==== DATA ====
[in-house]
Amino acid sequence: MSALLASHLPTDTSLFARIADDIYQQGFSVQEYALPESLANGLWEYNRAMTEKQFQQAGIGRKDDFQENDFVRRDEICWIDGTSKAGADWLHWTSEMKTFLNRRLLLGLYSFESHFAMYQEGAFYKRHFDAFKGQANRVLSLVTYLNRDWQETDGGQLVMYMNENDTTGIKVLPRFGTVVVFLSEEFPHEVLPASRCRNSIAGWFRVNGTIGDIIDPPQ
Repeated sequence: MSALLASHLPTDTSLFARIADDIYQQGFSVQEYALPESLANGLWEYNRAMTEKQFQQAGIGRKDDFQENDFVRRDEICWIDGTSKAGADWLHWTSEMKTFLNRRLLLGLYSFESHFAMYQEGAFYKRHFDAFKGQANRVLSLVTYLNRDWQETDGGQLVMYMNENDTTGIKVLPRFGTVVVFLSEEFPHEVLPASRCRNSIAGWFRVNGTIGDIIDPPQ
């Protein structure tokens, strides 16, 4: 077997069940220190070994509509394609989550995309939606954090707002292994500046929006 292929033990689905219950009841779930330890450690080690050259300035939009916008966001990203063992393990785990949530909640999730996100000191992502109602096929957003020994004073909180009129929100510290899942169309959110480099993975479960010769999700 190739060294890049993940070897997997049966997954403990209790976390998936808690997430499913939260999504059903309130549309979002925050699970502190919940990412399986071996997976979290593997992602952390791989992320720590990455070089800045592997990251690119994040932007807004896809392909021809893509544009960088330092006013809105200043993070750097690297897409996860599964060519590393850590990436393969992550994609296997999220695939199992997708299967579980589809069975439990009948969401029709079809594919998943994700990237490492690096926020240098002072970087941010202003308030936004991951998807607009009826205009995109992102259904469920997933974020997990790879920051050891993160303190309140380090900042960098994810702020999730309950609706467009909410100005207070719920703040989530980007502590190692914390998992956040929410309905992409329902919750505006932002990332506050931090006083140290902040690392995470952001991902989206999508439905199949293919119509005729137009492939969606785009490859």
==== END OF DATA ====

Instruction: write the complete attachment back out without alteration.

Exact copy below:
[in-house]
Amino acid sequence: MSALLASHLPTDTSLFARIADDIYQQGFSVQEYALPESLANGLWEYNRAMTEKQFQQAGIGRKDDFQENDFVRRDEICWIDGTSKAGADWLHWTSEMKTFLNRRLLLGLYSFESHFAMYQEGAFYKRHFDAFKGQANRVLSLVTYLNRDWQETDGGQLVMYMNENDTTGIKVLPRFGTVVVFLSEEFPHEVLPASRCRNSIAGWFRVNGTIGDIIDPPQ
Repeated sequence: MSALLASHLPTDTSLFARIADDIYQQGFSVQEYALPESLANGLWEYNRAMTEKQFQQAGIGRKDDFQENDFVRRDEICWIDGTSKAGADWLHWTSEMKTFLNRRLLLGLYSFESHFAMYQEGAFYKRHFDAFKGQANRVLSLVTYLNRDWQETDGGQLVMYMNENDTTGIKVLPRFGTVVVFLSEEFPHEVLPASRCRNSIAGWFRVNGTIGDIIDPPQ
């Protein structure tokens, strides 16, 4: 077997069940220190070994509509394609989550995309939606954090707002292994500046929006 292929033990689905219950009841779930330890450690080690050259300035939009916008966001990203063992393990785990949530909640999730996100000191992502109602096929957003020994004073909180009129929100510290899942169309959110480099993975479960010769999700 190739060294890049993940070897997997049966997954403990209790976390998936808690997430499913939260999504059903309130549309979002925050699970502190919940990412399986071996997976979290593997992602952390791989992320720590990455070089800045592997990251690119994040932007807004896809392909021809893509544009960088330092006013809105200043993070750097690297897409996860599964060519590393850590990436393969992550994609296997999220695939199992997708299967579980589809069975439990009948969401029709079809594919998943994700990237490492690096926020240098002072970087941010202003308030936004991951998807607009009826205009995109992102259904469920997933974020997990790879920051050891993160303190309140380090900042960098994810702020999730309950609706467009909410100005207070719920703040989530980007502590190692914390998992956040929410309905992409329902919750505006932002990332506050931090006083140290902040690392995470952001991902989206999508439905199949293919119509005729137009492939969606785009490859």